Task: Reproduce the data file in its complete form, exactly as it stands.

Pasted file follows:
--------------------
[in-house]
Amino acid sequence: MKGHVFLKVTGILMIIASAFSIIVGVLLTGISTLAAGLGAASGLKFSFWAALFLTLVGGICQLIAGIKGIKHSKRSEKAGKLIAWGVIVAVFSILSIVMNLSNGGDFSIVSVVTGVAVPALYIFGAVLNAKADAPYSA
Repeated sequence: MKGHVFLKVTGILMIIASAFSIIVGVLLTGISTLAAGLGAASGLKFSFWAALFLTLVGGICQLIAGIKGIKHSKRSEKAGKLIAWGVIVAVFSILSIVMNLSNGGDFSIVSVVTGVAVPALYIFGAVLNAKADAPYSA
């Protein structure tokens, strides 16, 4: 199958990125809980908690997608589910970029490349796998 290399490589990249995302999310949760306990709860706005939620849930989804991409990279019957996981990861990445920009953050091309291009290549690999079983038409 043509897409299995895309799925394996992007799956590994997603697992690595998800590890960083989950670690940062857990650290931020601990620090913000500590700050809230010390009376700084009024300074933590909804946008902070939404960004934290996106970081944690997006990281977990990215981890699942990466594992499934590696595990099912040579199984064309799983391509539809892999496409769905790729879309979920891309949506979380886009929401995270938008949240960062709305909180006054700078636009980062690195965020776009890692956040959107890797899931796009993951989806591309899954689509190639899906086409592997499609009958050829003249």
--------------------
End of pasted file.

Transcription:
[in-house]
Amino acid sequence: MKGHVFLKVTGILMIIASAFSIIVGVLLTGISTLAAGLGAASGLKFSFWAALFLTLVGGICQLIAGIKGIKHSKRSEKAGKLIAWGVIVAVFSILSIVMNLSNGGDFSIVSVVTGVAVPALYIFGAVLNAKADAPYSA
Repeated sequence: MKGHVFLKVTGILMIIASAFSIIVGVLLTGISTLAAGLGAASGLKFSFWAALFLTLVGGICQLIAGIKGIKHSKRSEKAGKLIAWGVIVAVFSILSIVMNLSNGGDFSIVSVVTGVAVPALYIFGAVLNAKADAPYSA
């Protein structure tokens, strides 16, 4: 199958990125809980908690997608589910970029490349796998 290399490589990249995302999310949760306990709860706005939620849930989804991409990279019957996981990861990445920009953050091309291009290549690999079983038409 043509897409299995895309799925394996992007799956590994997603697992690595998800590890960083989950670690940062857990650290931020601990620090913000500590700050809230010390009376700084009024300074933590909804946008902070939404960004934290996106970081944690997006990281977990990215981890699942990466594992499934590696595990099912040579199984064309799983391509539809892999496409769905790729879309979920891309949506979380886009929401995270938008949240960062709305909180006054700078636009980062690195965020776009890692956040959107890797899931796009993951989806591309899954689509190639899906086409592997499609009958050829003249």